By David Shepardson

WASHINGTON (Reuters) - Cable TV companies Time Warner Cable and Charter Communications Inc agreed to provide billing credits and make other changes after a U.S. Senate committee found overbilling to thousands of consumers.

Other cable firms said they are eliminating some fees and trying to make it easier to cancel service.

The Senate's Permanent Subcommittee on Investigations said in a report on Thursday that Time Warner Cable and Charter Communications Inc <CHTR.O> "have consistently failed to provide refunds to customers whom they knew they overcharged."

The companies made no effort to trace equipment overcharges unless consumers asked and did not provide notice or refunds, it said.

"Instead of correcting their mistake by refunding the overcharges, their practice has been to just pocket the money," said Senator Rob Portman, an Ohio Republican who chairs the panel.

Executives of Time Warner - which was acquired by Charter in May - told the Senate panel it will provide an automatic one-month credit to customers for overbilled equipment or service.

Charter said a company audit found overbilling in approximately 63,000 of 11 million boxes, or less than 1 percent. The company will give overbilled consumers a one-year credit and has implemented controls to prevent future overbilling.

Executives from Comcast Corp <CMCSA.O>, Charter, DirectTV - a unit of AT&T Inc <T.N> - and Dish Network Corp <DISH.O> testified before the panel and pledged to improve customer service. A former Time Warner Cable executive also testified.

Senators said cable bills are too complicated and questioned some fees to cancel service.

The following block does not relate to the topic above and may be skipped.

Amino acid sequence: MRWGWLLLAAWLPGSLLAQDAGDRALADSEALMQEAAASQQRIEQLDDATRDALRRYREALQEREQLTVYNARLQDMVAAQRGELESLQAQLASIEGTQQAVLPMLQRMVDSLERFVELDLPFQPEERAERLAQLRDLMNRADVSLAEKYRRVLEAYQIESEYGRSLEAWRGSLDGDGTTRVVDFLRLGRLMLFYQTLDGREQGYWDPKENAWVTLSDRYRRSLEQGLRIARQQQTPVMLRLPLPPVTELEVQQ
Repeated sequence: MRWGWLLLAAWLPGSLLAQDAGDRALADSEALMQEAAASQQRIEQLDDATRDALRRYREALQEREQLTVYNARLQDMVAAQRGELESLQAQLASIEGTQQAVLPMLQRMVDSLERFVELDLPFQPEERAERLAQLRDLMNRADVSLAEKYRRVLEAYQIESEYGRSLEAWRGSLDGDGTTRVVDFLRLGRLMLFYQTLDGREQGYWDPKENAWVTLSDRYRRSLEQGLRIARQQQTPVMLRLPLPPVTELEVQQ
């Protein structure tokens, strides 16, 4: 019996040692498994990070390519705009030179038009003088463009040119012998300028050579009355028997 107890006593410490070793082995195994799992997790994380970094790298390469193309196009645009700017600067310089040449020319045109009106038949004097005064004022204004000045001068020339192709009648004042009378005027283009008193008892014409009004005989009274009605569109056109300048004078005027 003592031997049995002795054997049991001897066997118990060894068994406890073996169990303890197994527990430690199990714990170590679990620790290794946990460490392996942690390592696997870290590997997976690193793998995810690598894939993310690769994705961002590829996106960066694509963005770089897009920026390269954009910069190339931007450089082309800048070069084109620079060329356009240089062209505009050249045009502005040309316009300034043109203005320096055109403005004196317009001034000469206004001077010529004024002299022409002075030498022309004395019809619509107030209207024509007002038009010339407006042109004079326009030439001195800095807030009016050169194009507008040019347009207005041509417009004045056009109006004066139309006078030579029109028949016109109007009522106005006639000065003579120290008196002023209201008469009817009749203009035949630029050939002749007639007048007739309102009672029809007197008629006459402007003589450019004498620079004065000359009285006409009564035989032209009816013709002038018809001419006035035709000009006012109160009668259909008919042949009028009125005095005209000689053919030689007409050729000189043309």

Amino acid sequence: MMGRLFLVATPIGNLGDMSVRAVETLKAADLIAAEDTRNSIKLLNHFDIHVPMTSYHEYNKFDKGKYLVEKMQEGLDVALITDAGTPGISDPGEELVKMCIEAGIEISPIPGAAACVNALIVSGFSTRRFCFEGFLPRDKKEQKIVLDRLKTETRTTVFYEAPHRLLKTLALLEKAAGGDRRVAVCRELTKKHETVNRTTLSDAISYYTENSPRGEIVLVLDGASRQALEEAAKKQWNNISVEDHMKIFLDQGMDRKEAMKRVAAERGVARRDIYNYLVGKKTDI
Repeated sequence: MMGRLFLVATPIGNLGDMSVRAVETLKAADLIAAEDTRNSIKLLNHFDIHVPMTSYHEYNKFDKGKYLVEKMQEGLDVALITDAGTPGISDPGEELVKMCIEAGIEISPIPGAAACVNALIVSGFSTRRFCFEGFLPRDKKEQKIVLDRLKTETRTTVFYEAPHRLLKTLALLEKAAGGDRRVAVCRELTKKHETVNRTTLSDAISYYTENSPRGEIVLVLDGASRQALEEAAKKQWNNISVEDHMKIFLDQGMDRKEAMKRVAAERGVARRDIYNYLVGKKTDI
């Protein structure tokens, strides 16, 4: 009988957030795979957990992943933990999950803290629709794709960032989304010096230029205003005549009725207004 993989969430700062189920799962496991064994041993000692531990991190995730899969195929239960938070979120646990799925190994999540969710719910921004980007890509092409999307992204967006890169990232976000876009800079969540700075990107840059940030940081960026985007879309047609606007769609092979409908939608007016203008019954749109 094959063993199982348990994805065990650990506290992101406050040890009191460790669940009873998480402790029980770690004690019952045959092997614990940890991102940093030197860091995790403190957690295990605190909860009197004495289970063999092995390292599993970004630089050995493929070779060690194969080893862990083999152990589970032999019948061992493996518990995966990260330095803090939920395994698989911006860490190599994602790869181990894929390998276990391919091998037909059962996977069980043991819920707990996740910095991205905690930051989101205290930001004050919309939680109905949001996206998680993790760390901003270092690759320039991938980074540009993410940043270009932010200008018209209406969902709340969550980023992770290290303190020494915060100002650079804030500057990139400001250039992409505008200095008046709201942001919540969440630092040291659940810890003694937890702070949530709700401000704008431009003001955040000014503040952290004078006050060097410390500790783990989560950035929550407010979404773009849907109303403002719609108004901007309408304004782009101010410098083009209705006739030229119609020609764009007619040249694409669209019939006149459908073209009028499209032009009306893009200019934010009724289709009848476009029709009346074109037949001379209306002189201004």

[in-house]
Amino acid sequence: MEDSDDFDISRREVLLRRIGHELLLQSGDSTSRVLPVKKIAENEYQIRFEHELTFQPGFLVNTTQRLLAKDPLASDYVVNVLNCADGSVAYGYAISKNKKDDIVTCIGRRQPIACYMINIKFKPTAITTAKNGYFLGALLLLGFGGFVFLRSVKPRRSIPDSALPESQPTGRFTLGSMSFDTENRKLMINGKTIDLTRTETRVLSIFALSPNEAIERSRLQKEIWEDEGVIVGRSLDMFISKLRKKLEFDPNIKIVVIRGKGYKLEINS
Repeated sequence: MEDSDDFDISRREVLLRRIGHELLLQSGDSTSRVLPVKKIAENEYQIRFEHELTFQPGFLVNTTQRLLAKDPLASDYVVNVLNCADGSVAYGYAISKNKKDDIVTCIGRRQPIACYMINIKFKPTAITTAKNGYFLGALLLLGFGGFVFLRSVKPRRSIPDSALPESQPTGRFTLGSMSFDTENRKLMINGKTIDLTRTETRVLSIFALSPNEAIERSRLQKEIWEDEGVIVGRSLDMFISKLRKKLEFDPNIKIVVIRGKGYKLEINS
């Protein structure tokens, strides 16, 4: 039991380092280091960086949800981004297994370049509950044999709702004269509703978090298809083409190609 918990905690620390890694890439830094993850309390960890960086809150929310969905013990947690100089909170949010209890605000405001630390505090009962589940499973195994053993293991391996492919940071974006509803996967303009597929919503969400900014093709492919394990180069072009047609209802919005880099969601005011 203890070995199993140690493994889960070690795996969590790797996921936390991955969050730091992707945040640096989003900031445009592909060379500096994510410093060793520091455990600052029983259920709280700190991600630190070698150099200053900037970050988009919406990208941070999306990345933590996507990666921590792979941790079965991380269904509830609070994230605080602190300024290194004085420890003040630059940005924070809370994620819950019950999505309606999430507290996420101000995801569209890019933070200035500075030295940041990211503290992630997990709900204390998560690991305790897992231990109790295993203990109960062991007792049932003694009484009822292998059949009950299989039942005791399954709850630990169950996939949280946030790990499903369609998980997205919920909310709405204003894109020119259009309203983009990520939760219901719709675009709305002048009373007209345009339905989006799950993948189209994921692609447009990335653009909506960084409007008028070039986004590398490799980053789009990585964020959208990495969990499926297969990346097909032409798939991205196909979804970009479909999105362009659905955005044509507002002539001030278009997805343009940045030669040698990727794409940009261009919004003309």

Comcast, the largest U.S. cable company, told the Senate panel it would make it easier for consumers to cancel service without being forced to stay on the phone and answer questions.

Comcast has launched a pilot project to allow consumers to request to cancel service online. It has recently eliminated change of service fees, extended the time to dispute fees and made it easier to dispute fees.

Senator Claire McCaskill, a Missouri Democrat, said the best rates for subscribers are never advertised. Customer service representatives are taught not to be honest with consumers about the best price unless the customer is angry and threatens to cancel, she said.

"Nobody knows how to get the best price from you," McCaskill told the executives.

A recent American Customer Satisfaction Index survey found pay television service ranked near the bottom of the 43 industries surveyed.

The Federal Communications Commission has proposed allowing consumers to swap pricey cable and other pay TV boxes for cheaper devices and apps, a change that would boost competition in the $20 billion television set-top box market.

(Reporting by David Shepardson; Editing by Dan Grebler)